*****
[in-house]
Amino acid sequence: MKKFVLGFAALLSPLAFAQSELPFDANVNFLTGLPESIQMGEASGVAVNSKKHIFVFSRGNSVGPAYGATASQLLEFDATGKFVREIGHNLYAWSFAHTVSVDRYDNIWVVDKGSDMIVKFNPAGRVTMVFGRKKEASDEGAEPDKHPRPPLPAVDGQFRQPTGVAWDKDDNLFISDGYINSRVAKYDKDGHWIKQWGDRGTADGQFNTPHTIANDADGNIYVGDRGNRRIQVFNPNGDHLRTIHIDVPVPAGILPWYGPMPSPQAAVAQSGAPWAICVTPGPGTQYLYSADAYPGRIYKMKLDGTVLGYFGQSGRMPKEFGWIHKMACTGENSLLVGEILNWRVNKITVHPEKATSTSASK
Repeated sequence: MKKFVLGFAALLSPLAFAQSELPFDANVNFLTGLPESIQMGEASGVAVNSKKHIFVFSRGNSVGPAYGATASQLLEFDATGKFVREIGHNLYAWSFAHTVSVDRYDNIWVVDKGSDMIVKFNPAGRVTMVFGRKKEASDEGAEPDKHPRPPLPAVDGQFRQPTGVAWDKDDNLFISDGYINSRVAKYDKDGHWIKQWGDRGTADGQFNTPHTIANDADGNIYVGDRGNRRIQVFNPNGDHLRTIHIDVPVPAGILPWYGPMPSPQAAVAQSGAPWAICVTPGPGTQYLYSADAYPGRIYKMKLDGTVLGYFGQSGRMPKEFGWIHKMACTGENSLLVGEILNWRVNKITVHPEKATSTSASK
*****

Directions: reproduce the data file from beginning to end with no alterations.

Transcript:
[in-house]
Amino acid sequence: MKKFVLGFAALLSPLAFAQSELPFDANVNFLTGLPESIQMGEASGVAVNSKKHIFVFSRGNSVGPAYGATASQLLEFDATGKFVREIGHNLYAWSFAHTVSVDRYDNIWVVDKGSDMIVKFNPAGRVTMVFGRKKEASDEGAEPDKHPRPPLPAVDGQFRQPTGVAWDKDDNLFISDGYINSRVAKYDKDGHWIKQWGDRGTADGQFNTPHTIANDADGNIYVGDRGNRRIQVFNPNGDHLRTIHIDVPVPAGILPWYGPMPSPQAAVAQSGAPWAICVTPGPGTQYLYSADAYPGRIYKMKLDGTVLGYFGQSGRMPKEFGWIHKMACTGENSLLVGEILNWRVNKITVHPEKATSTSASK
Repeated sequence: MKKFVLGFAALLSPLAFAQSELPFDANVNFLTGLPESIQMGEASGVAVNSKKHIFVFSRGNSVGPAYGATASQLLEFDATGKFVREIGHNLYAWSFAHTVSVDRYDNIWVVDKGSDMIVKFNPAGRVTMVFGRKKEASDEGAEPDKHPRPPLPAVDGQFRQPTGVAWDKDDNLFISDGYINSRVAKYDKDGHWIKQWGDRGTADGQFNTPHTIANDADGNIYVGDRGNRRIQVFNPNGDHLRTIHIDVPVPAGILPWYGPMPSPQAAVAQSGAPWAICVTPGPGTQYLYSADAYPGRIYKMKLDGTVLGYFGQSGRMPKEFGWIHKMACTGENSLLVGEILNWRVNKITVHPEKATSTSASK